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Re: [casi] the IRAQI issue

Peter Brooke, commenting on the recent letter from

A.Shames (or IRAQI) asked for comments on his/her
letter to the Independent and Daily Mail, which
argued that sanctions had had devastating weffects
on civilians in Iraq without doing much harm to
the personnel of the government. Not only that,
but from what one gathers, the government have
been allowed under the cover of the sanctions
regime to annihilate the Kurd population outside
the autonomous zone and (despite continual chatter
about the no-fly zones established to protect the
Shi'i in the South) the 'Marsh Arabs'.

A.Shames/IRAQI goes on to call for the overthrow
of the Iraqi government without harming the Iraqi
people. But he or she doesn't give any idea of how
this could be done. The US/British way of
conducting warfare is to shoot from a safe
distance with a view to demolishing the industrial
infrastructure of the country under attack. This
necessarily harms the civilian population, often,
as in Iraq, with very long term consequences. We
are told that undercover operations with a view to
assassination have been attempted, as, clearly,
have military coups organised by people close to
Mr Hussein. So does Shames/IRAQ know of another
way in which war could be waged?

My own conviction is that the best way of
protecting these populations (though they may
already be beyond protecting) is to end the state
of threat under which Iraq is living. Nothing
encourages paranoid behaviour so much as the
continual threat of instant annihilation. Ending
the threat would necessarily mean entering into
normal diplomatic and commercial relations with
the existing Iraqi government. The existing Iraqi
government may well be distasteful, but our own
record in the history, even the recent history, of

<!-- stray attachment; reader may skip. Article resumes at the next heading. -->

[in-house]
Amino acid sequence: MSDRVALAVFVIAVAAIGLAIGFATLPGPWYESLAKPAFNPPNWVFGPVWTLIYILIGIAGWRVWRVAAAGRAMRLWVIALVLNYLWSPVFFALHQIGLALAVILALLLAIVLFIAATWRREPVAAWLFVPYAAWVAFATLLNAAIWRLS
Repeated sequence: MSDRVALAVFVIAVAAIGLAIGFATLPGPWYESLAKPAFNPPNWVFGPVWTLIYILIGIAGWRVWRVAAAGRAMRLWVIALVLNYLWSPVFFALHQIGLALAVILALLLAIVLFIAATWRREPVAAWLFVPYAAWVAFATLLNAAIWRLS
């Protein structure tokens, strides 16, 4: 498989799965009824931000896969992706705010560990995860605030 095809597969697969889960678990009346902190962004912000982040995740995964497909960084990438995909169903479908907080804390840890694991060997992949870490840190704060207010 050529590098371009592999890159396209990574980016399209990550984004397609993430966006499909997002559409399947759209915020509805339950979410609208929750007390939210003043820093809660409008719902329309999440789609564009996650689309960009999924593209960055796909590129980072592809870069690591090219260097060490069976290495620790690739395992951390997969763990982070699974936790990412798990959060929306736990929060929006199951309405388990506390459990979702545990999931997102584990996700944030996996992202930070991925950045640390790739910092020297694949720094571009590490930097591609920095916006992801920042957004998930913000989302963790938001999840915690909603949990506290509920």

the world, doesn't give us the right to be choosy
in these matters.

Ultimately what is required to discipline
countries that mistreat their own and neighbouring
populations is a proper system of international
law. But a proper system of international law is
one under which all parties (in this case
countries) are equal. And the main obstacle to the
establishment of such a system is at the present
time the United States of America. And our Prime
Minister, in his recent very important speech in
Texas, has solemnly pledged that we (the UK) will
support the USA in everything it wishes to do.

Quoting IRAQI <>:

> Dear CASI members,
> the INDEPENDENT and the DAILY MAIL published a
> letter that I sent them last week:
> For decades the Iraqi people have paid the price
> of international politics.
> There were days when saddam was a nice guy and a
> friend to the west, even while he was killing
> Iraqis in there tens of thousands.
> Then came the invasion of Kuwait and the removal
> of saddam from the list of pals and the massive
> bombing campaign that damaged almost every
> aspect of life in Iraq, leaving the government
> intact.
> After that there were years of starvation for so
> many civilians, caused by sanctions.
> For how much longer will this be allowed to
> continue? Is the war on terrorism going to put
> the Iraqi people on the benefiting side for the
> first time?
> As an Iraqi, my first priority is not protecting
> American interests or establishing peace between
> Israel and Palestine - it is the Iraqi people.
> The best thing that can ever happen to them is
> the removal of Saddam Hussein and his
> But the way to get rid of saddam should not be
> over the bodies of innocent Iraqis. Removing
> governments can be done with and without wars.
> And wars don't have to include bombing the whole
> country.
> London
> any comments?
> Sent by Mail at, an easyGroup company.
> _______________________________________________
> Sent via the discussion list of the Campaign
Against Sanctions on
> Iraq.
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